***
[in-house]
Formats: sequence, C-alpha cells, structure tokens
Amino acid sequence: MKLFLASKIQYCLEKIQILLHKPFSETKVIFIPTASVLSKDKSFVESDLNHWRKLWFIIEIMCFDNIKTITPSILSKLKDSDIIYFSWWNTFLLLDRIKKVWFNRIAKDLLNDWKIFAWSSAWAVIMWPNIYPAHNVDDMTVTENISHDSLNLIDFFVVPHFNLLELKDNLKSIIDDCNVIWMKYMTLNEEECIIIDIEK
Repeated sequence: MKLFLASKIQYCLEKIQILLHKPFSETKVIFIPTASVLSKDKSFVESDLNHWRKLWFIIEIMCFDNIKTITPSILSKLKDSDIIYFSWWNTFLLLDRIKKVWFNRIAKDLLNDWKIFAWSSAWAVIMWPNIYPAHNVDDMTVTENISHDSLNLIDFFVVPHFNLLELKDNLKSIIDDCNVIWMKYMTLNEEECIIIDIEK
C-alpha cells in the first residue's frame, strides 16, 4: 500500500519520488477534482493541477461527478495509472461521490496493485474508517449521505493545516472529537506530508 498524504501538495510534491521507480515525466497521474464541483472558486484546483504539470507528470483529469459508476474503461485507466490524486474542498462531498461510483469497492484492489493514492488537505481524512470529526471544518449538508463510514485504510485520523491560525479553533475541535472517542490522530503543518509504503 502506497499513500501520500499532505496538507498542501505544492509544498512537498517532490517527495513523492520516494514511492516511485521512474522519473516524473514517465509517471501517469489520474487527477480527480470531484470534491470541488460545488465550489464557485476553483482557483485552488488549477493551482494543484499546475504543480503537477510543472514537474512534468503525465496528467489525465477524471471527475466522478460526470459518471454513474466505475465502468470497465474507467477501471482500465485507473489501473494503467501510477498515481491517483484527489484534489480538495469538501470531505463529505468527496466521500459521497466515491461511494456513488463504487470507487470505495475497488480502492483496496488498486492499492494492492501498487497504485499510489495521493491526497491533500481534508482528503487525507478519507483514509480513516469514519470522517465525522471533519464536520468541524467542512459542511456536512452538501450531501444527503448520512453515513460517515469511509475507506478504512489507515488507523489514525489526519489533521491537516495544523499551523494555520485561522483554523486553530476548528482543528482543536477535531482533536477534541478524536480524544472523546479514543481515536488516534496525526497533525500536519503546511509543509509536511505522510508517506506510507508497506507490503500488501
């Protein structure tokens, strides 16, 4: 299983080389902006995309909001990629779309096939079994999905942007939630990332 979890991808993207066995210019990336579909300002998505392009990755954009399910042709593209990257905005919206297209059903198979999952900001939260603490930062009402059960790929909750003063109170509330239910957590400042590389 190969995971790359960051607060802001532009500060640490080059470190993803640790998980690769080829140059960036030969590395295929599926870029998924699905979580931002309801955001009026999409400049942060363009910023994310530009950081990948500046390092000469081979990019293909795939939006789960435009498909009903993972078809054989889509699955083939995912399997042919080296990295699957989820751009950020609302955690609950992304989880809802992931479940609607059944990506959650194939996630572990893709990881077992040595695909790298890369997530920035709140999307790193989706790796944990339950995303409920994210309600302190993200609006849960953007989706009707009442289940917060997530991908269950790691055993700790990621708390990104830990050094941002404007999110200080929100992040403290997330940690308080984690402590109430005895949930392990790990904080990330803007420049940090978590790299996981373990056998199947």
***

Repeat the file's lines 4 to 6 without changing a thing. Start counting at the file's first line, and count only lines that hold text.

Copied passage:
Repeated sequence: MKLFLASKIQYCLEKIQILLHKPFSETKVIFIPTASVLSKDKSFVESDLNHWRKLWFIIEIMCFDNIKTITPSILSKLKDSDIIYFSWWNTFLLLDRIKKVWFNRIAKDLLNDWKIFAWSSAWAVIMWPNIYPAHNVDDMTVTENISHDSLNLIDFFVVPHFNLLELKDNLKSIIDDCNVIWMKYMTLNEEECIIIDIEK
C-alpha cells in the first residue's frame, strides 16, 4: 500500500519520488477534482493541477461527478495509472461521490496493485474508517449521505493545516472529537506530508 498524504501538495510534491521507480515525466497521474464541483472558486484546483504539470507528470483529469459508476474503461485507466490524486474542498462531498461510483469497492484492489493514492488537505481524512470529526471544518449538508463510514485504510485520523491560525479553533475541535472517542490522530503543518509504503 502506497499513500501520500499532505496538507498542501505544492509544498512537498517532490517527495513523492520516494514511492516511485521512474522519473516524473514517465509517471501517469489520474487527477480527480470531484470534491470541488460545488465550489464557485476553483482557483485552488488549477493551482494543484499546475504543480503537477510543472514537474512534468503525465496528467489525465477524471471527475466522478460526470459518471454513474466505475465502468470497465474507467477501471482500465485507473489501473494503467501510477498515481491517483484527489484534489480538495469538501470531505463529505468527496466521500459521497466515491461511494456513488463504487470507487470505495475497488480502492483496496488498486492499492494492492501498487497504485499510489495521493491526497491533500481534508482528503487525507478519507483514509480513516469514519470522517465525522471533519464536520468541524467542512459542511456536512452538501450531501444527503448520512453515513460517515469511509475507506478504512489507515488507523489514525489526519489533521491537516495544523499551523494555520485561522483554523486553530476548528482543528482543536477535531482533536477534541478524536480524544472523546479514543481515536488516534496525526497533525500536519503546511509543509509536511505522510508517506506510507508497506507490503500488501
């Protein structure tokens, strides 16, 4: 299983080389902006995309909001990629779309096939079994999905942007939630990332 979890991808993207066995210019990336579909300002998505392009990755954009399910042709593209990257905005919206297209059903198979999952900001939260603490930062009402059960790929909750003063109170509330239910957590400042590389 190969995971790359960051607060802001532009500060640490080059470190993803640790998980690769080829140059960036030969590395295929599926870029998924699905979580931002309801955001009026999409400049942060363009910023994310530009950081990948500046390092000469081979990019293909795939939006789960435009498909009903993972078809054989889509699955083939995912399997042919080296990295699957989820751009950020609302955690609950992304989880809802992931479940609607059944990506959650194939996630572990893709990881077992040595695909790298890369997530920035709140999307790193989706790796944990339950995303409920994210309600302190993200609006849960953007989706009707009442289940917060997530991908269950790691055993700790990621708390990104830990050094941002404007999110200080929100992040403290997330940690308080984690402590109430005895949930392990790990904080990330803007420049940090978590790299996981373990056998199947």